Just like visiting a foreign city with its new sights, sounds and smells, a visiting orchestra provides refreshment to one’s aural palate. Last night’s concert introduced us into the new sound world of the Bournemouth Symphony Orchestra (BSO) with conductor Kirill Karabits and soloist Simon Trpčeski.

Kirill Karabits © Denis Manokha
Kirill Karabits
© Denis Manokha

Opening Elgar’s In the South (Alassio) with a sharp, stylish sound, Karabits made the music throb with passion and energy. The lyrical strings sang out their melody with all their might while the brass answered with great power. There was a real sense of foreboding with the ominous beat on the drum in the hushed section. The first violist impressed by lovingly encasing the delicate tendrils of his melody in vibrato. Karabits showed himself adept at notching up the excitement, making the music thrill with emotion as it worked its way to its joyous conclusion.

There were many stylish moments in the Tchaikovsky Piano Concerto no. 1 but overall this performance failed to grip me. There was perfunctory abruptness to the opening which Karabits took at a smart lick, before slackening off for the celebrated crash-bang-wallop chords on the piano. The trumpets missed their pitch in the quieter F minor section before Trpčeski took off with the agility of a mountain goat, bounding effortlessly over precipitous terrain. It was in the more expansive, lyrical moments where soloist and music really connected, as Trpčeski explored the rich harmonies on offer. The trills of the cadenza possessed a dreamy quality with the melody perfectly etched above it. There were some delightful surprises too. The counterintuitive decrescendo on the chordal arpeggios as it leads to a climax was as idiosyncratic as it was delightful and this brought a freshness to this war horse of a concerto. Some of the big octave passages, however, both in the first movement and particularly the third movement seemed to overheat as some notes were simply swallowed up in the passing excitement. There was delectable orchestral playing in the second movement with both the flute and cello singing their melody lines expressively. Here, Trpčeski captured the zany humour of the prestissimo section with scintillating passagework that bubbled over with good humour.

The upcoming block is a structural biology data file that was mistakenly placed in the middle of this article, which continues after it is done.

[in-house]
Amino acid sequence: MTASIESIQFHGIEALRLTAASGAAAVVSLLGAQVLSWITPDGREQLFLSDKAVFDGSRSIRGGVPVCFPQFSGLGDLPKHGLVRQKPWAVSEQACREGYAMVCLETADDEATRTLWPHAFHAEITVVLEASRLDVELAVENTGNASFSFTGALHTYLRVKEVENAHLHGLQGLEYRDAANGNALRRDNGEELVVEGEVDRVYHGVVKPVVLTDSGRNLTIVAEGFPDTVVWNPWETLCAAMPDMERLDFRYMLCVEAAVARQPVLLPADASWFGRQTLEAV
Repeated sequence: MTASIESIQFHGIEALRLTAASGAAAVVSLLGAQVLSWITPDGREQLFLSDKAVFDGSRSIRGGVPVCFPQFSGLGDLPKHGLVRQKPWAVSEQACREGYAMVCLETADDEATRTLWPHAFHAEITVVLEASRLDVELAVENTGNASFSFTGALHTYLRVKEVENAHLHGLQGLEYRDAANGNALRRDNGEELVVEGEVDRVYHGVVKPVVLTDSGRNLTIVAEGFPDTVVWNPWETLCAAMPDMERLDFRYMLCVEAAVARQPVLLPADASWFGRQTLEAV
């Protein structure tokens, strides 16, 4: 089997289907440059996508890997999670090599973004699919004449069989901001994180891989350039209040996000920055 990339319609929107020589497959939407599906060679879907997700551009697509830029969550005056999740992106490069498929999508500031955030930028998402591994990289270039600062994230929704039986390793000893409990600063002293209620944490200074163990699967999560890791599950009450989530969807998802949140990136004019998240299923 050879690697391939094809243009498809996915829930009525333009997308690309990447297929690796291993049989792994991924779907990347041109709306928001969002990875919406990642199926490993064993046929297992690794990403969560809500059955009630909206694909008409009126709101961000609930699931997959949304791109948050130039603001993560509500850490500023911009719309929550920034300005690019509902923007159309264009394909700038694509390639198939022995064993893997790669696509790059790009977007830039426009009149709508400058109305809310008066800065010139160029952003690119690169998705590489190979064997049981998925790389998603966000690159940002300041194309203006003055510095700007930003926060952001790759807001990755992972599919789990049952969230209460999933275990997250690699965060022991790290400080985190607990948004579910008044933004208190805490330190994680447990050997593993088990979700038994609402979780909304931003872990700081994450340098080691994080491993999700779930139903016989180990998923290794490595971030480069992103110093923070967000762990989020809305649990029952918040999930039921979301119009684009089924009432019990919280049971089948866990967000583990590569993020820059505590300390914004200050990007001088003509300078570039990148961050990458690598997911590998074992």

William Walton’s Symphony no. 1 is tour de force, bristling with acerbic wit and malicious overtones for the most part. The change in tone clearly audible in the last movement to one of optimism and nobility might well be influenced by circumstances in Walton’s private life. As a close friend of Walton’s explained “the trouble was Willie changed girlfriends between movements”. This was the highlight on tonight’s programme. The first movement exuded menace, its rhythms on the strings jagged and the brass taut and sharply executed. Karabits drew searing crescendos from the orchestra, making the music swirl with passion. The BSO emphasised the rhythmic vitality of this movement, imbuing it with a ferocity that was at times apocalyptic in character.

The second movement Presto con malizia was brusque with sharp accents from the cellos and manic timpani outbursts. Here Karabits strictly controlled the dynamics from sinister pianissimos to malevolent sforzandos which helped drive the music headlong towards its destructive end. The flute melody of the third movement Andante con malinconia wafted lazily upwards. Karabits didn’t overplay either the sentiment or the melancholy but allowed the bittersweet harmonies to be played as such.

In the finale, gone was the malevolence and angst of the other movements only to be replaced by a yeasty optimism. Karabits drew a warm, sunny sound from the violins and the brass while the fugal section bounced merrily along. There was a haunting trumpet solo towards the end before the sonic boom of the whole orchestra brought this symphony and the concert as a whole to a rousing end.